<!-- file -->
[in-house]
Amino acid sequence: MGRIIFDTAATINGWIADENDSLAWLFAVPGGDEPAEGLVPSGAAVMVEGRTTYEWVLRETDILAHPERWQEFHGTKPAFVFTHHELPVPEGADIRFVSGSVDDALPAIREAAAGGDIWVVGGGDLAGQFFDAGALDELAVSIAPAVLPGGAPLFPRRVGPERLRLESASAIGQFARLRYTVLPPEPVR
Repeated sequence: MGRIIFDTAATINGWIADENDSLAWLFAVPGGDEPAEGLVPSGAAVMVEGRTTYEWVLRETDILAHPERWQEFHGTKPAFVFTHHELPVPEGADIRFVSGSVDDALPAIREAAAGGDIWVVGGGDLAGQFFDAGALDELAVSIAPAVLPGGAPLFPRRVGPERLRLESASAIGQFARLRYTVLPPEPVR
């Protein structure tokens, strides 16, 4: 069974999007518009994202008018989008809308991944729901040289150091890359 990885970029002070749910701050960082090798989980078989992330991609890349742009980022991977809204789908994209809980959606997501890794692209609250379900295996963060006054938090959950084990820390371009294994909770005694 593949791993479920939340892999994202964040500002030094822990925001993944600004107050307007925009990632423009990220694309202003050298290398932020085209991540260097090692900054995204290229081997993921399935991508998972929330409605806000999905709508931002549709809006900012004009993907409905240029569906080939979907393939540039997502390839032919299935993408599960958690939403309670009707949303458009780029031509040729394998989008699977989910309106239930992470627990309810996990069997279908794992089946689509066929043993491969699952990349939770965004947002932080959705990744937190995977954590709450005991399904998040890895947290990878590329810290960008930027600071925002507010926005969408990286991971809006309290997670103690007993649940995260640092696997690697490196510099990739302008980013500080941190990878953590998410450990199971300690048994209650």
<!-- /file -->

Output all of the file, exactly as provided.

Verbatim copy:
[in-house]
Amino acid sequence: MGRIIFDTAATINGWIADENDSLAWLFAVPGGDEPAEGLVPSGAAVMVEGRTTYEWVLRETDILAHPERWQEFHGTKPAFVFTHHELPVPEGADIRFVSGSVDDALPAIREAAAGGDIWVVGGGDLAGQFFDAGALDELAVSIAPAVLPGGAPLFPRRVGPERLRLESASAIGQFARLRYTVLPPEPVR
Repeated sequence: MGRIIFDTAATINGWIADENDSLAWLFAVPGGDEPAEGLVPSGAAVMVEGRTTYEWVLRETDILAHPERWQEFHGTKPAFVFTHHELPVPEGADIRFVSGSVDDALPAIREAAAGGDIWVVGGGDLAGQFFDAGALDELAVSIAPAVLPGGAPLFPRRVGPERLRLESASAIGQFARLRYTVLPPEPVR
């Protein structure tokens, strides 16, 4: 069974999007518009994202008018989008809308991944729901040289150091890359 990885970029002070749910701050960082090798989980078989992330991609890349742009980022991977809204789908994209809980959606997501890794692209609250379900295996963060006054938090959950084990820390371009294994909770005694 593949791993479920939340892999994202964040500002030094822990925001993944600004107050307007925009990632423009990220694309202003050298290398932020085209991540260097090692900054995204290229081997993921399935991508998972929330409605806000999905709508931002549709809006900012004009993907409905240029569906080939979907393939540039997502390839032919299935993408599960958690939403309670009707949303458009780029031509040729394998989008699977989910309106239930992470627990309810996990069997279908794992089946689509066929043993491969699952990349939770965004947002932080959705990744937190995977954590709450005991399904998040890895947290990878590329810290960008930027600071925002507010926005969408990286991971809006309290997670103690007993649940995260640092696997690697490196510099990739302008980013500080941190990878953590998410450990199971300690048994209650």